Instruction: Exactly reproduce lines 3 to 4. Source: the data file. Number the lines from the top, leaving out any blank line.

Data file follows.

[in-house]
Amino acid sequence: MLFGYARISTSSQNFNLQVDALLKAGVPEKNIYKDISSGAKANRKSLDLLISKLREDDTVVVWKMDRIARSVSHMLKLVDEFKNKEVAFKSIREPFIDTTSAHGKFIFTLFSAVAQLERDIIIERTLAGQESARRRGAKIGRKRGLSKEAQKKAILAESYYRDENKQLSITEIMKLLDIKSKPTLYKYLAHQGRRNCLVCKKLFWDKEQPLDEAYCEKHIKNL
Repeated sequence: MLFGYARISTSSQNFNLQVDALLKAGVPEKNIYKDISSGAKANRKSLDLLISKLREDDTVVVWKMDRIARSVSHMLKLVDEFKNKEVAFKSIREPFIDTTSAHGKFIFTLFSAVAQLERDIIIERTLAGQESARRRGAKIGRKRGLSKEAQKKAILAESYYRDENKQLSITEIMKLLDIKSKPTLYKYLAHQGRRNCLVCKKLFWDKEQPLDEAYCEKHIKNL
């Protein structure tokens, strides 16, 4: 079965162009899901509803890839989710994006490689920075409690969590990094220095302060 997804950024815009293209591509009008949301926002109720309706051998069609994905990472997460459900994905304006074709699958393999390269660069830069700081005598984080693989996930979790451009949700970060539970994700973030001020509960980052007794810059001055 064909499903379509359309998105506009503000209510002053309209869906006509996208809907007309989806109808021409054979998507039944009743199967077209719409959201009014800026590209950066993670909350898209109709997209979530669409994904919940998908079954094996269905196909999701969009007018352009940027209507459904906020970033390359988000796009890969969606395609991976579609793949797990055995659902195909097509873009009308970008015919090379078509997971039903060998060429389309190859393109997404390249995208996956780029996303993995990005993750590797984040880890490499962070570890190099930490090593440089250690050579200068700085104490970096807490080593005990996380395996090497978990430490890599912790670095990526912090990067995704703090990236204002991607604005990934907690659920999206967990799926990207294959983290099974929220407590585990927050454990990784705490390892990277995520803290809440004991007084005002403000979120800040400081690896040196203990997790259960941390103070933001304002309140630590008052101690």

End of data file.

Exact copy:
Repeated sequence: MLFGYARISTSSQNFNLQVDALLKAGVPEKNIYKDISSGAKANRKSLDLLISKLREDDTVVVWKMDRIARSVSHMLKLVDEFKNKEVAFKSIREPFIDTTSAHGKFIFTLFSAVAQLERDIIIERTLAGQESARRRGAKIGRKRGLSKEAQKKAILAESYYRDENKQLSITEIMKLLDIKSKPTLYKYLAHQGRRNCLVCKKLFWDKEQPLDEAYCEKHIKNL
């Protein structure tokens, strides 16, 4: 079965162009899901509803890839989710994006490689920075409690969590990094220095302060 997804950024815009293209591509009008949301926002109720309706051998069609994905990472997460459900994905304006074709699958393999390269660069830069700081005598984080693989996930979790451009949700970060539970994700973030001020509960980052007794810059001055 064909499903379509359309998105506009503000209510002053309209869906006509996208809907007309989806109808021409054979998507039944009743199967077209719409959201009014800026590209950066993670909350898209109709997209979530669409994904919940998908079954094996269905196909999701969009007018352009940027209507459904906020970033390359988000796009890969969606395609991976579609793949797990055995659902195909097509873009009308970008015919090379078509997971039903060998060429389309190859393109997404390249995208996956780029996303993995990005993750590797984040880890490499962070570890190099930490090593440089250690050579200068700085104490970096807490080593005990996380395996090497978990430490890599912790670095990526912090990067995704703090990236204002991607604005990934907690659920999206967990799926990207294959983290099974929220407590585990927050454990990784705490390892990277995520803290809440004991007084005002403000979120800040400081690896040196203990997790259960941390103070933001304002309140630590008052101690």